As the days passed and turned into weeks, then months, our nation began to emerge from the rubble. In my lifetime I had never experienced the national unity we were feeling. We, as a nation had been attacked. And from the rubble, came a resolve to care for one another simply because we were all Americans. We had been hurt and we were scared. But we were together. We wanted justice and we strived to care for one another in the process.
Nineteen years later, we are buried in rubble once again. This time the explosions of hate have come from within. The unity were knew as a country as been obliterated. The idea of helping a stranger simply because they need help and we could provide it is completely foreign to most in these dark days.
My fervent prayer today is that we as a nation can once again rise up from the rubble. The wreckage of racial hatred, the senseless violence and the fractured state of national politics have buried us. There is seemingly no light, no one working feverously to free us from what appears to be total collapse.
Thankfully, there is someone, and His name is Jesus! Only He can lift the boulders of hate and distrust from our hearts. Only He has the power to unite us truly and eternally, not only as a nation, but as a world-wide body of believers.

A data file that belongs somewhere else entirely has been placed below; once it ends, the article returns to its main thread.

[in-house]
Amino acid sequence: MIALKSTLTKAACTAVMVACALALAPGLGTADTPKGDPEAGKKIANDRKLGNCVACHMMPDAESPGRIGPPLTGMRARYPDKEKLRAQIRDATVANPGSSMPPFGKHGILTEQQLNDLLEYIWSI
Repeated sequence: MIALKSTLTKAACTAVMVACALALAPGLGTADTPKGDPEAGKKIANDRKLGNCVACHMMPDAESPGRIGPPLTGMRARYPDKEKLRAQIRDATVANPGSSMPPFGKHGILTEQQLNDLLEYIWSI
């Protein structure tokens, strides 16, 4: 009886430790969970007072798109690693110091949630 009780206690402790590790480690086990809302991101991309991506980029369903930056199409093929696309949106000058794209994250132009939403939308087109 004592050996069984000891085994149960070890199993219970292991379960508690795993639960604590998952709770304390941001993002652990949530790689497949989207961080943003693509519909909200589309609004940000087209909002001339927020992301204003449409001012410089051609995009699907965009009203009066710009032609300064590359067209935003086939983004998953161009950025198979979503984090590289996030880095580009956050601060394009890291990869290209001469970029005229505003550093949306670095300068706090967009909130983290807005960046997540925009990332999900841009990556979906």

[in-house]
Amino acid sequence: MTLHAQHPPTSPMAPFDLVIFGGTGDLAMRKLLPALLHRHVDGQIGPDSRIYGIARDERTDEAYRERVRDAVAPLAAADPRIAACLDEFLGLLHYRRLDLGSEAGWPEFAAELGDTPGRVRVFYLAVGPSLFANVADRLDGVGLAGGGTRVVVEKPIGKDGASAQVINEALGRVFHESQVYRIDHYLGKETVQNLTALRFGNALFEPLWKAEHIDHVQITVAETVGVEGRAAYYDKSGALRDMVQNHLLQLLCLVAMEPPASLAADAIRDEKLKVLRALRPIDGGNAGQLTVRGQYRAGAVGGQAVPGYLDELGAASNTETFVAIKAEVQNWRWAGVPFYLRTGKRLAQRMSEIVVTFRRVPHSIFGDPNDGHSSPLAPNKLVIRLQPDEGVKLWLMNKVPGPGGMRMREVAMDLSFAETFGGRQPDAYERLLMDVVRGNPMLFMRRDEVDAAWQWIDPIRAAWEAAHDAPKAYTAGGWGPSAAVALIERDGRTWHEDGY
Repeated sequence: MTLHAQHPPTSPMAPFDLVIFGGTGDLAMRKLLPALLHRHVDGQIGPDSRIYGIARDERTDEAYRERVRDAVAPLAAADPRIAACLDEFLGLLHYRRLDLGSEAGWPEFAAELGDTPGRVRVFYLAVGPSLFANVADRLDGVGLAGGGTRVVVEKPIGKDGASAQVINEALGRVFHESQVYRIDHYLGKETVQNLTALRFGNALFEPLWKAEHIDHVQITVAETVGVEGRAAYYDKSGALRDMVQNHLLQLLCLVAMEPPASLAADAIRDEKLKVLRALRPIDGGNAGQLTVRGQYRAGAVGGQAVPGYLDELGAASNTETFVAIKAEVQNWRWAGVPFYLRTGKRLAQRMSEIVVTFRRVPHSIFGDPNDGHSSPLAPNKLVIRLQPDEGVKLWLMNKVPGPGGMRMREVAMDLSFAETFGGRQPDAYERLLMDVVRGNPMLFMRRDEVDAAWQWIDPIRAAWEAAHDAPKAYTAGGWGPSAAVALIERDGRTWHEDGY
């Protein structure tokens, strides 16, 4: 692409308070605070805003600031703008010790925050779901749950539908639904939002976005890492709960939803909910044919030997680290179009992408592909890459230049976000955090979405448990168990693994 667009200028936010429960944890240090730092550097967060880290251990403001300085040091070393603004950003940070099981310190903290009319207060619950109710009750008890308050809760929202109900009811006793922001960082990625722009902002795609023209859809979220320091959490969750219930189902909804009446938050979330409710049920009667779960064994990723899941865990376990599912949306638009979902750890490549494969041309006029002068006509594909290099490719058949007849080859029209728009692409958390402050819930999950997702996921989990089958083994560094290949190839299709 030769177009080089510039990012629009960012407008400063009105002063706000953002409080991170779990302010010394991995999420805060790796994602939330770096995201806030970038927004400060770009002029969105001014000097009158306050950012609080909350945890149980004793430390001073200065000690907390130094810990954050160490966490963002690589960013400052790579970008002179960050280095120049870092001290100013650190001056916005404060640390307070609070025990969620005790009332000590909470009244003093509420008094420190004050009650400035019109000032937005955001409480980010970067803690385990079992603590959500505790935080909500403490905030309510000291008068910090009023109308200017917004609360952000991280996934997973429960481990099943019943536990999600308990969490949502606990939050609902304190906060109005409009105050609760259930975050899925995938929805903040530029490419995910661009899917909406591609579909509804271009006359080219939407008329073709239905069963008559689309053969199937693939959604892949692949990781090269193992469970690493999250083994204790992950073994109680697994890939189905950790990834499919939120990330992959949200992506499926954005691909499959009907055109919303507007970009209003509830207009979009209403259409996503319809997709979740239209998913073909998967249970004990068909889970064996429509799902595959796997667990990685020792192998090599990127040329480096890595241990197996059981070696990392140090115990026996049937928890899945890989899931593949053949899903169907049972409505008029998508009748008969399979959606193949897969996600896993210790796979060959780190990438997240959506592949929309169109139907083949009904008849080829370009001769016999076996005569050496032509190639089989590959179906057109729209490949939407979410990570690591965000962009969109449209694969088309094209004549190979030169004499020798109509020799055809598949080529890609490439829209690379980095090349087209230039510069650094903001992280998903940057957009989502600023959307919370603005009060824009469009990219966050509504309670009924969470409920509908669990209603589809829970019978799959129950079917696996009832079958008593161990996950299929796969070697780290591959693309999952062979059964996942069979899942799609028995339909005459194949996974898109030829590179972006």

I am asking you, Dear Reader, if you know Jesus as your Savior, to join with me today. Please pray that our nation rises from the rubble again. Not only rises, but stands united with Christ as it’s headship and that a true spirit community replaces distrust and disunity.
Are we asking for a lot? Yes we are. We are asking for something that is beyond any human power to achieve. That being said, allow me to leave you with the words of Jesus Himself as He discussed matters that were above the capabilities of mankind:
“With man this is impossible, but not with God; all things are possible with God.” (Mark 10:27 NIV)
The Labor Day Holiday was established in 1884 in a time of unrest among the working class. Exploitation was often cited by the fledgling labor unions as low wages and long hours in unsafe conditions were often the rule. Workers were perceived as little more than replaceable parts in the greater machine; if you didn’t like conditions or the wages being offered, someone else would. The Carpenters and Machinist Unions both claim to be the impetus behind this movement.
Many of these labor leaders were campaigning for an innovative idea, one that would curtail the overuse of the labor force. What they were asking for was not only one day from work per year to celebrate those who worked by the hour, but also for the idea of a balanced day. They were proposing that management establish an 8-hour work day which would then allow for this balance: 8 hours of work, 8 hours of recreation and 8 hours of rest.